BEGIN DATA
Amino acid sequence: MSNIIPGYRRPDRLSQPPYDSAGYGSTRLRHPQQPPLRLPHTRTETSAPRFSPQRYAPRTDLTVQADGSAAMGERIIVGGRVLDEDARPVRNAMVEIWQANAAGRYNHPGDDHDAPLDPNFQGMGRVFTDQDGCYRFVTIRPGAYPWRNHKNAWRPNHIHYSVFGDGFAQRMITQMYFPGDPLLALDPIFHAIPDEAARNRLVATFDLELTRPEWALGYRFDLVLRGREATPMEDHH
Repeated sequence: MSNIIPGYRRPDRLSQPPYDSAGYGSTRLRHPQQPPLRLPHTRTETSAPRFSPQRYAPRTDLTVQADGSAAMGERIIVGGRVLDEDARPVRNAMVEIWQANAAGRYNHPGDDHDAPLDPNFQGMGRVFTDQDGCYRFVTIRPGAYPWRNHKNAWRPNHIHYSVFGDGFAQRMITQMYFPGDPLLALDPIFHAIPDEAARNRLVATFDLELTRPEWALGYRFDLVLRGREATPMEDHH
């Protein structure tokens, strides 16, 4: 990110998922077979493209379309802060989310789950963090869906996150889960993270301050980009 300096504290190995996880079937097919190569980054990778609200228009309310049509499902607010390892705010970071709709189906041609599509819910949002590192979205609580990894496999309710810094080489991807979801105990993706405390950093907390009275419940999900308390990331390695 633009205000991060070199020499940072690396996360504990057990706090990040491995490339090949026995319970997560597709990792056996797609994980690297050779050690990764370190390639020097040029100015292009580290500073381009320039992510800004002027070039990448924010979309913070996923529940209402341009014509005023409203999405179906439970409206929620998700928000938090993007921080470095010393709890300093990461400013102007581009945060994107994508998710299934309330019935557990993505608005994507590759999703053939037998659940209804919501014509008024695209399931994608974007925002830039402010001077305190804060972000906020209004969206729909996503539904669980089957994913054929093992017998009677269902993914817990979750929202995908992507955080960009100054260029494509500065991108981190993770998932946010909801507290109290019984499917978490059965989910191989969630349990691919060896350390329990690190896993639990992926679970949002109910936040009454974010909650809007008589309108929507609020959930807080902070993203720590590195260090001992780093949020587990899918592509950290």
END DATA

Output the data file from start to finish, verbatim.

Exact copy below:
Amino acid sequence: MSNIIPGYRRPDRLSQPPYDSAGYGSTRLRHPQQPPLRLPHTRTETSAPRFSPQRYAPRTDLTVQADGSAAMGERIIVGGRVLDEDARPVRNAMVEIWQANAAGRYNHPGDDHDAPLDPNFQGMGRVFTDQDGCYRFVTIRPGAYPWRNHKNAWRPNHIHYSVFGDGFAQRMITQMYFPGDPLLALDPIFHAIPDEAARNRLVATFDLELTRPEWALGYRFDLVLRGREATPMEDHH
Repeated sequence: MSNIIPGYRRPDRLSQPPYDSAGYGSTRLRHPQQPPLRLPHTRTETSAPRFSPQRYAPRTDLTVQADGSAAMGERIIVGGRVLDEDARPVRNAMVEIWQANAAGRYNHPGDDHDAPLDPNFQGMGRVFTDQDGCYRFVTIRPGAYPWRNHKNAWRPNHIHYSVFGDGFAQRMITQMYFPGDPLLALDPIFHAIPDEAARNRLVATFDLELTRPEWALGYRFDLVLRGREATPMEDHH
């Protein structure tokens, strides 16, 4: 990110998922077979493209379309802060989310789950963090869906996150889960993270301050980009 300096504290190995996880079937097919190569980054990778609200228009309310049509499902607010390892705010970071709709189906041609599509819910949002590192979205609580990894496999309710810094080489991807979801105990993706405390950093907390009275419940999900308390990331390695 633009205000991060070199020499940072690396996360504990057990706090990040491995490339090949026995319970997560597709990792056996797609994980690297050779050690990764370190390639020097040029100015292009580290500073381009320039992510800004002027070039990448924010979309913070996923529940209402341009014509005023409203999405179906439970409206929620998700928000938090993007921080470095010393709890300093990461400013102007581009945060994107994508998710299934309330019935557990993505608005994507590759999703053939037998659940209804919501014509008024695209399931994608974007925002830039402010001077305190804060972000906020209004969206729909996503539904669980089957994913054929093992017998009677269902993914817990979750929202995908992507955080960009100054260029494509500065991108981190993770998932946010909801507290109290019984499917978490059965989910191989969630349990691919060896350390329990690190896993639990992926679970949002109910936040009454974010909650809007008589309108929507609020959930807080902070993203720590590195260090001992780093949020587990899918592509950290």